From: Karsten (firstname.lastname@example.org)
Date: Sun Feb 02 2003 - 02:38:36 EET
I've done SLA for 5 years and have found nothing to work better that
Isopropyl alcohol. If you can vent the fumes and keep your area clean, then
it should work great.
The citrus was just frustrating for me. It did not cut the SL5170 epoxy
resin fast enough.
Also, I found that the alcohol was great for absorbing moisture out of the
parts on hot summer days in my shop with no climate control.
best of luck
----- Original Message -----
From: "Deanda, Jerrold" <email@example.com>
To: "'Stacey Russell'" <firstname.lastname@example.org>; <email@example.com>
Sent: Thursday, January 30, 2003 11:07 AM
Subject: RE: Has anyone used orange solvents for cleaning parts?
> We tried the limonene based solvents and even got straight limonene
> It didn't cut the resin we were using at the time. I'm not sure which
> it was, but it would be one of the first Ciba Geigy materials used in the
> SLA 250. We haven't tried it since. We're using TPM, followed by isopropyl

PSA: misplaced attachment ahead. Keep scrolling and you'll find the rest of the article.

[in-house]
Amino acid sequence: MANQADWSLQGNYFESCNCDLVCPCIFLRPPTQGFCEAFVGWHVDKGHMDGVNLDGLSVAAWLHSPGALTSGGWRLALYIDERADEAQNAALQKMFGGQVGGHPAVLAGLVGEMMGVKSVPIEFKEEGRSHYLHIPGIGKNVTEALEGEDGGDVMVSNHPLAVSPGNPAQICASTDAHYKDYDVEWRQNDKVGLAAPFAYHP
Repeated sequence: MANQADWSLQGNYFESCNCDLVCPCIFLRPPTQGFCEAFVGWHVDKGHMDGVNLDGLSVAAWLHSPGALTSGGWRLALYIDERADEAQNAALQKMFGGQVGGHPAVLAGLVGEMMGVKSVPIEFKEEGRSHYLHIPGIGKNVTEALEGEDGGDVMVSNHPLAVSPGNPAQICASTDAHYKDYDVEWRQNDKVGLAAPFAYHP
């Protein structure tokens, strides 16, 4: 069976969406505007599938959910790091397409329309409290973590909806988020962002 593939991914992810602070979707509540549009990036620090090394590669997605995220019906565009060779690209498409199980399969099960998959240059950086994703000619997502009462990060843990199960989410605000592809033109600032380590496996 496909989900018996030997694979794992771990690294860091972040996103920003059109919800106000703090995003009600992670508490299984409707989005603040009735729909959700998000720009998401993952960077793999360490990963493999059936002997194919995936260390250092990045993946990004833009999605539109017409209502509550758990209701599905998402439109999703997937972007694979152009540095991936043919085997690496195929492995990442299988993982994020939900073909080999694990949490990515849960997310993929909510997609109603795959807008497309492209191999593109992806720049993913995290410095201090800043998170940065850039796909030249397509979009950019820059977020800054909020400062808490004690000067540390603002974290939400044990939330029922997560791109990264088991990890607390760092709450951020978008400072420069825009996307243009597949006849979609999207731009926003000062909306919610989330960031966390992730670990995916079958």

> alcohol, then a light spritz with water. We either blow dry the parts or
> just wipe them with a clean white rag. Alcohol by itself actually works
> with Vantico 5410 and 5220. With the 5430 (high temp), it works fair as
> as the resin hasn't thickened from age and QuickCast building. Once it's
> thick, we never did find anything that cut it very well.
> In a pinch, we've used lacquer thinner for cleaning parts. It gets them
> clean, but you'll run into the same environmental troubles as you do with
> alcohol or TPM.
> -----Original Message-----
> From: Stacey Russell [mailto:firstname.lastname@example.org]
> Sent: Thursday, January 30, 2003 6:47 AM
> To: email@example.com
> Subject: Has anyone used orange solvents for cleaning parts?
> Importance: High
> We are trying to install an SLA 250 in our R&D lab/shop. We've run into
> problems with using TPM (environmental & costs). Has anyone ever used
> D-Limonene or Citrus Burst solvents to clean SLA parts? We will be using
> either Cibatool or SOMOS photopolymer resin epoxy.
> Stacey Russell
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